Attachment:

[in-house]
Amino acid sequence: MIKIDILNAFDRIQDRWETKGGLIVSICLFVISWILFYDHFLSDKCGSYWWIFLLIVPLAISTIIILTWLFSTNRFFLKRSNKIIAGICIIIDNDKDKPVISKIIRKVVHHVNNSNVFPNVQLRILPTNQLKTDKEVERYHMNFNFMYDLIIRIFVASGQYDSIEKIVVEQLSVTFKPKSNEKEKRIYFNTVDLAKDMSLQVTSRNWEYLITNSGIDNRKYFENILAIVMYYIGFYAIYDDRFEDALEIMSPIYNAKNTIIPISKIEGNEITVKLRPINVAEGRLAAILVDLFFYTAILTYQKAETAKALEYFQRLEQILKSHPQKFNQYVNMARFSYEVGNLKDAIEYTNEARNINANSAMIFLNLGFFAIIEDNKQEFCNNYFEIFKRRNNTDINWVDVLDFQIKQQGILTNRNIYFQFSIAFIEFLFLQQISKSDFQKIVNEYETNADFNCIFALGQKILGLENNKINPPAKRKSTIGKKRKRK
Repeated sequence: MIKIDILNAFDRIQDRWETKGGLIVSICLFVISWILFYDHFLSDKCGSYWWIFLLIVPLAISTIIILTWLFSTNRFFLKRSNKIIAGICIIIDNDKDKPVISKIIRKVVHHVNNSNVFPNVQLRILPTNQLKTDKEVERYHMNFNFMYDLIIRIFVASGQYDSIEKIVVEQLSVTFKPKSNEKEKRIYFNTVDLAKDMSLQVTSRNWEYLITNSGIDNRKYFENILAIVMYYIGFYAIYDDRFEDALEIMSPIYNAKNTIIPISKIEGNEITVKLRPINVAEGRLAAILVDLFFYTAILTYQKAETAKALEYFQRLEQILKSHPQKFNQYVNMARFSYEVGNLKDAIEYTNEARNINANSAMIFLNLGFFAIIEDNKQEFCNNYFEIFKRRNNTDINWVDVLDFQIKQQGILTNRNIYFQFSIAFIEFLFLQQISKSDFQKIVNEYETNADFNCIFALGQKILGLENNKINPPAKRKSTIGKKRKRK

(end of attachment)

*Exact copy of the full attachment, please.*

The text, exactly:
[in-house]
Amino acid sequence: MIKIDILNAFDRIQDRWETKGGLIVSICLFVISWILFYDHFLSDKCGSYWWIFLLIVPLAISTIIILTWLFSTNRFFLKRSNKIIAGICIIIDNDKDKPVISKIIRKVVHHVNNSNVFPNVQLRILPTNQLKTDKEVERYHMNFNFMYDLIIRIFVASGQYDSIEKIVVEQLSVTFKPKSNEKEKRIYFNTVDLAKDMSLQVTSRNWEYLITNSGIDNRKYFENILAIVMYYIGFYAIYDDRFEDALEIMSPIYNAKNTIIPISKIEGNEITVKLRPINVAEGRLAAILVDLFFYTAILTYQKAETAKALEYFQRLEQILKSHPQKFNQYVNMARFSYEVGNLKDAIEYTNEARNINANSAMIFLNLGFFAIIEDNKQEFCNNYFEIFKRRNNTDINWVDVLDFQIKQQGILTNRNIYFQFSIAFIEFLFLQQISKSDFQKIVNEYETNADFNCIFALGQKILGLENNKINPPAKRKSTIGKKRKRK
Repeated sequence: MIKIDILNAFDRIQDRWETKGGLIVSICLFVISWILFYDHFLSDKCGSYWWIFLLIVPLAISTIIILTWLFSTNRFFLKRSNKIIAGICIIIDNDKDKPVISKIIRKVVHHVNNSNVFPNVQLRILPTNQLKTDKEVERYHMNFNFMYDLIIRIFVASGQYDSIEKIVVEQLSVTFKPKSNEKEKRIYFNTVDLAKDMSLQVTSRNWEYLITNSGIDNRKYFENILAIVMYYIGFYAIYDDRFEDALEIMSPIYNAKNTIIPISKIEGNEITVKLRPINVAEGRLAAILVDLFFYTAILTYQKAETAKALEYFQRLEQILKSHPQKFNQYVNMARFSYEVGNLKDAIEYTNEARNINANSAMIFLNLGFFAIIEDNKQEFCNNYFEIFKRRNNTDINWVDVLDFQIKQQGILTNRNIYFQFSIAFIEFLFLQQISKSDFQKIVNEYETNADFNCIFALGQKILGLENNKINPPAKRKSTIGKKRKRK